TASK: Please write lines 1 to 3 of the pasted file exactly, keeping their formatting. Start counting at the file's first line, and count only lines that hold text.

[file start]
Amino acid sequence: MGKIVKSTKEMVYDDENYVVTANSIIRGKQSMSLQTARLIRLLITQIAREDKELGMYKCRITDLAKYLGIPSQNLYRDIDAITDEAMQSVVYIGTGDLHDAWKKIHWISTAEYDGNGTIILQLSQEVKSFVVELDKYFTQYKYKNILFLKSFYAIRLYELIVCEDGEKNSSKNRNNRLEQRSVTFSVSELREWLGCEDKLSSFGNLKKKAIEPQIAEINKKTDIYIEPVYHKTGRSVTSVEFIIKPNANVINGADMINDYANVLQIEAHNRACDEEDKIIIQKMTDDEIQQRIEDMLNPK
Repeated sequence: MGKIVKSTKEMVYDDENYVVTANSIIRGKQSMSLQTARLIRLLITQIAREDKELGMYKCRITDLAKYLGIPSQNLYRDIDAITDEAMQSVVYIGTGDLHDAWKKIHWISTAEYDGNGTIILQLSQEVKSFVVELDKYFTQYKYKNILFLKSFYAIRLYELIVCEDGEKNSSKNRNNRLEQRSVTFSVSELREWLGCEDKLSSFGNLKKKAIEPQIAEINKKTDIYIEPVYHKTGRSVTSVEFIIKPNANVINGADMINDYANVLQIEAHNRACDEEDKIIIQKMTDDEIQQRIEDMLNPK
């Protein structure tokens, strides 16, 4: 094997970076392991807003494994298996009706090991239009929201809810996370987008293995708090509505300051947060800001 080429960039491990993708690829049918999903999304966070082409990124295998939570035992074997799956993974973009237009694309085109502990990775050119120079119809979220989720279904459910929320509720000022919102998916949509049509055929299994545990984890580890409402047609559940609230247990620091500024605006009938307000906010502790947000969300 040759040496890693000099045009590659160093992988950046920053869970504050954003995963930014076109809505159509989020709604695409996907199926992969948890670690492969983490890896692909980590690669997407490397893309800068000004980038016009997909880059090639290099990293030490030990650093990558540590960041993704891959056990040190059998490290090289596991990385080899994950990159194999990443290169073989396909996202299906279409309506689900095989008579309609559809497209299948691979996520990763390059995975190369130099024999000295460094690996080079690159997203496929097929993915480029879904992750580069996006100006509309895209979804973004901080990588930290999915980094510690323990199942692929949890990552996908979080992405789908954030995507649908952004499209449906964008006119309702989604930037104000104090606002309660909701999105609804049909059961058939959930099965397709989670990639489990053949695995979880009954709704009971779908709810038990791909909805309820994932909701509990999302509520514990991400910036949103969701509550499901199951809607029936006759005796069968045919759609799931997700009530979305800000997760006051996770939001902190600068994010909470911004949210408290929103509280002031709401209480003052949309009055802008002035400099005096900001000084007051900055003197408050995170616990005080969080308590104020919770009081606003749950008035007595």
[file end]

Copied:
Amino acid sequence: MGKIVKSTKEMVYDDENYVVTANSIIRGKQSMSLQTARLIRLLITQIAREDKELGMYKCRITDLAKYLGIPSQNLYRDIDAITDEAMQSVVYIGTGDLHDAWKKIHWISTAEYDGNGTIILQLSQEVKSFVVELDKYFTQYKYKNILFLKSFYAIRLYELIVCEDGEKNSSKNRNNRLEQRSVTFSVSELREWLGCEDKLSSFGNLKKKAIEPQIAEINKKTDIYIEPVYHKTGRSVTSVEFIIKPNANVINGADMINDYANVLQIEAHNRACDEEDKIIIQKMTDDEIQQRIEDMLNPK
Repeated sequence: MGKIVKSTKEMVYDDENYVVTANSIIRGKQSMSLQTARLIRLLITQIAREDKELGMYKCRITDLAKYLGIPSQNLYRDIDAITDEAMQSVVYIGTGDLHDAWKKIHWISTAEYDGNGTIILQLSQEVKSFVVELDKYFTQYKYKNILFLKSFYAIRLYELIVCEDGEKNSSKNRNNRLEQRSVTFSVSELREWLGCEDKLSSFGNLKKKAIEPQIAEINKKTDIYIEPVYHKTGRSVTSVEFIIKPNANVINGADMINDYANVLQIEAHNRACDEEDKIIIQKMTDDEIQQRIEDMLNPK
């Protein structure tokens, strides 16, 4: 094997970076392991807003494994298996009706090991239009929201809810996370987008293995708090509505300051947060800001 080429960039491990993708690829049918999903999304966070082409990124295998939570035992074997799956993974973009237009694309085109502990990775050119120079119809979220989720279904459910929320509720000022919102998916949509049509055929299994545990984890580890409402047609559940609230247990620091500024605006009938307000906010502790947000969300 040759040496890693000099045009590659160093992988950046920053869970504050954003995963930014076109809505159509989020709604695409996907199926992969948890670690492969983490890896692909980590690669997407490397893309800068000004980038016009997909880059090639290099990293030490030990650093990558540590960041993704891959056990040190059998490290090289596991990385080899994950990159194999990443290169073989396909996202299906279409309506689900095989008579309609559809497209299948691979996520990763390059995975190369130099024999000295460094690996080079690159997203496929097929993915480029879904992750580069996006100006509309895209979804973004901080990588930290999915980094510690323990199942692929949890990552996908979080992405789908954030995507649908952004499209449906964008006119309702989604930037104000104090606002309660909701999105609804049909059961058939959930099965397709989670990639489990053949695995979880009954709704009971779908709810038990791909909805309820994932909701509990999302509520514990991400910036949103969701509550499901199951809607029936006759005796069968045919759609799931997700009530979305800000997760006051996770939001902190600068994010909470911004949210408290929103509280002031709401209480003052949309009055802008002035400099005096900001000084007051900055003197408050995170616990005080969080308590104020919770009081606003749950008035007595």